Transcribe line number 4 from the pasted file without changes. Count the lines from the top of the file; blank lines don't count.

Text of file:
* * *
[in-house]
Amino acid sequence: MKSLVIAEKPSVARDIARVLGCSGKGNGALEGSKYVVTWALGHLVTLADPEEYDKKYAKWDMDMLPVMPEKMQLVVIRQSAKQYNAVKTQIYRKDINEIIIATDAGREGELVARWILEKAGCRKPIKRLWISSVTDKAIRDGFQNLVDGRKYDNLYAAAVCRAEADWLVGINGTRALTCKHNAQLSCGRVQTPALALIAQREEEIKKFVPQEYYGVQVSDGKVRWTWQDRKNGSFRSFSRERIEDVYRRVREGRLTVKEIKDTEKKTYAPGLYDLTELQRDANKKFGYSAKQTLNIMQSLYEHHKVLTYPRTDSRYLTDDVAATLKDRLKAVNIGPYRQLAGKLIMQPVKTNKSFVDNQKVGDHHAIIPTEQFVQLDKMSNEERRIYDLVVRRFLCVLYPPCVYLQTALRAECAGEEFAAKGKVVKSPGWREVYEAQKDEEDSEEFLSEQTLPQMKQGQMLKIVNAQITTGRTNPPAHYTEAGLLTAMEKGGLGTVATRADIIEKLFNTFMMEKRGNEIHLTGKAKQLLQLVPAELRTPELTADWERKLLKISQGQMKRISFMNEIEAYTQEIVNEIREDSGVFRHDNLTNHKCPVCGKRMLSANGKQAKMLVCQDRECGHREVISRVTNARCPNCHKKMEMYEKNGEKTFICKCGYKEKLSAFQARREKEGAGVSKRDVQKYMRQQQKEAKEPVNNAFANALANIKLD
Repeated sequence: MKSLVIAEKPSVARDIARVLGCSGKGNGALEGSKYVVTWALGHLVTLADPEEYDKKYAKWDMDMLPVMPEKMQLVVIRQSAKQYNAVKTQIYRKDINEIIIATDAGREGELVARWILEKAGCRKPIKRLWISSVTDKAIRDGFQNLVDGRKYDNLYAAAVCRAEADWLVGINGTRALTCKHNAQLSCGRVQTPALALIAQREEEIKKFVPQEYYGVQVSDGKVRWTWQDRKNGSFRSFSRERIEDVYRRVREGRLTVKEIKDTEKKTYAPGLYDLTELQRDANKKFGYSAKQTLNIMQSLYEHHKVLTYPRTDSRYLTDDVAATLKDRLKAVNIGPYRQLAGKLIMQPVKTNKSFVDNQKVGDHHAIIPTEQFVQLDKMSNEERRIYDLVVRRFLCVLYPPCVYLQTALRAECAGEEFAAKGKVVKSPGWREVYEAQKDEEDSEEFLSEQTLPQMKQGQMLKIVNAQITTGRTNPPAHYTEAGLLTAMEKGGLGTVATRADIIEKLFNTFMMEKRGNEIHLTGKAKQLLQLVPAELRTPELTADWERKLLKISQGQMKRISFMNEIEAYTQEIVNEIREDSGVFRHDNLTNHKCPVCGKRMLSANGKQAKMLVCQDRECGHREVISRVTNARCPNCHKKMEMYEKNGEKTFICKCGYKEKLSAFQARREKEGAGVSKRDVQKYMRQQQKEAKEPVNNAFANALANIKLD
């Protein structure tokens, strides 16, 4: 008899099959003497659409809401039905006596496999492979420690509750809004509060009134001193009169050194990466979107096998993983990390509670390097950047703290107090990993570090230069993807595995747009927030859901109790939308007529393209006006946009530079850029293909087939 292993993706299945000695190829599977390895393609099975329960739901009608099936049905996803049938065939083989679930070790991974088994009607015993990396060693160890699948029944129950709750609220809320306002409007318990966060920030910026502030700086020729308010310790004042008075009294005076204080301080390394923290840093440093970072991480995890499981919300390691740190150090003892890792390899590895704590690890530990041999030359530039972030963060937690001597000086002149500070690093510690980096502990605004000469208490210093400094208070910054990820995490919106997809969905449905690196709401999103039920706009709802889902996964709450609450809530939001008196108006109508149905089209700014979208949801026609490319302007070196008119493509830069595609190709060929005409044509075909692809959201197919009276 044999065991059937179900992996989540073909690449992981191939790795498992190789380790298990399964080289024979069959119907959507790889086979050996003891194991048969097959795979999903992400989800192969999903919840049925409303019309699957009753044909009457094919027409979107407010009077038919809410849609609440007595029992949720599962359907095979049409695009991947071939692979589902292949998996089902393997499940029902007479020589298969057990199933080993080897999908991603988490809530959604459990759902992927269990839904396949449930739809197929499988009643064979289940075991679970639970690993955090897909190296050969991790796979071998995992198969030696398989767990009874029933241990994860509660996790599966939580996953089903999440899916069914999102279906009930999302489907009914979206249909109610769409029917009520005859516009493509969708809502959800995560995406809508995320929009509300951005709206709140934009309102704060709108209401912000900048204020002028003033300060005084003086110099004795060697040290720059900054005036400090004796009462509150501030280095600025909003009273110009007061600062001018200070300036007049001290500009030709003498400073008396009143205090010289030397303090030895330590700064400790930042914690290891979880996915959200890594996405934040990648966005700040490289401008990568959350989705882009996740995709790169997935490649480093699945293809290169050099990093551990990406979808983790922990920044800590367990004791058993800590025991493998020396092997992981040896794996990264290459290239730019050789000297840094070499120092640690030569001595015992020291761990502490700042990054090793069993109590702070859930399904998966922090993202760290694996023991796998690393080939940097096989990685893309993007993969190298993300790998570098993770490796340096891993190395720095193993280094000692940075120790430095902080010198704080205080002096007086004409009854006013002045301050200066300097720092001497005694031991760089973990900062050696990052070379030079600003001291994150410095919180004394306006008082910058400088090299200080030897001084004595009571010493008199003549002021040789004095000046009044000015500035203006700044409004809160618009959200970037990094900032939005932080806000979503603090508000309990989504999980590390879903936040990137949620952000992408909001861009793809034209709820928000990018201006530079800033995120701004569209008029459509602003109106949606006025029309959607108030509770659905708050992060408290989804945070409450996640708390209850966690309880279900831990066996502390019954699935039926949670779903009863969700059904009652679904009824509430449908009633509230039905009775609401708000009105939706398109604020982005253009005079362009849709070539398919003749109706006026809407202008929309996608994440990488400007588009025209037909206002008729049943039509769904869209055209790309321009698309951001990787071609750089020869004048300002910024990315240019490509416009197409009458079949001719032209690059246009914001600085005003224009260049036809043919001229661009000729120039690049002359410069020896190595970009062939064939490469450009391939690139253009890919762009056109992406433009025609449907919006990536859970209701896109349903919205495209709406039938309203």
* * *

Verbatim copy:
């Protein structure tokens, strides 16, 4: 008899099959003497659409809401039905006596496999492979420690509750809004509060009134001193009169050194990466979107096998993983990390509670390097950047703290107090990993570090230069993807595995747009927030859901109790939308007529393209006006946009530079850029293909087939 292993993706299945000695190829599977390895393609099975329960739901009608099936049905996803049938065939083989679930070790991974088994009607015993990396060693160890699948029944129950709750609220809320306002409007318990966060920030910026502030700086020729308010310790004042008075009294005076204080301080390394923290840093440093970072991480995890499981919300390691740190150090003892890792390899590895704590690890530990041999030359530039972030963060937690001597000086002149500070690093510690980096502990605004000469208490210093400094208070910054990820995490919106997809969905449905690196709401999103039920706009709802889902996964709450609450809530939001008196108006109508149905089209700014979208949801026609490319302007070196008119493509830069595609190709060929005409044509075909692809959201197919009276 044999065991059937179900992996989540073909690449992981191939790795498992190789380790298990399964080289024979069959119907959507790889086979050996003891194991048969097959795979999903992400989800192969999903919840049925409303019309699957009753044909009457094919027409979107407010009077038919809410849609609440007595029992949720599962359907095979049409695009991947071939692979589902292949998996089902393997499940029902007479020589298969057990199933080993080897999908991603988490809530959604459990759902992927269990839904396949449930739809197929499988009643064979289940075991679970639970690993955090897909190296050969991790796979071998995992198969030696398989767990009874029933241990994860509660996790599966939580996953089903999440899916069914999102279906009930999302489907009914979206249909109610769409029917009520005859516009493509969708809502959800995560995406809508995320929009509300951005709206709140934009309102704060709108209401912000900048204020002028003033300060005084003086110099004795060697040290720059900054005036400090004796009462509150501030280095600025909003009273110009007061600062001018200070300036007049001290500009030709003498400073008396009143205090010289030397303090030895330590700064400790930042914690290891979880996915959200890594996405934040990648966005700040490289401008990568959350989705882009996740995709790169997935490649480093699945293809290169050099990093551990990406979808983790922990920044800590367990004791058993800590025991493998020396092997992981040896794996990264290459290239730019050789000297840094070499120092640690030569001595015992020291761990502490700042990054090793069993109590702070859930399904998966922090993202760290694996023991796998690393080939940097096989990685893309993007993969190298993300790998570098993770490796340096891993190395720095193993280094000692940075120790430095902080010198704080205080002096007086004409009854006013002045301050200066300097720092001497005694031991760089973990900062050696990052070379030079600003001291994150410095919180004394306006008082910058400088090299200080030897001084004595009571010493008199003549002021040789004095000046009044000015500035203006700044409004809160618009959200970037990094900032939005932080806000979503603090508000309990989504999980590390879903936040990137949620952000992408909001861009793809034209709820928000990018201006530079800033995120701004569209008029459509602003109106949606006025029309959607108030509770659905708050992060408290989804945070409450996640708390209850966690309880279900831990066996502390019954699935039926949670779903009863969700059904009652679904009824509430449908009633509230039905009775609401708000009105939706398109604020982005253009005079362009849709070539398919003749109706006026809407202008929309996608994440990488400007588009025209037909206002008729049943039509769904869209055209790309321009698309951001990787071609750089020869004048300002910024990315240019490509416009197409009458079949001719032209690059246009914001600085005003224009260049036809043919001229661009000729120039690049002359410069020896190595970009062939064939490469450009391939690139253009890919762009056109992406433009025609449907919006990536859970209701896109349903919205495209709406039938309203």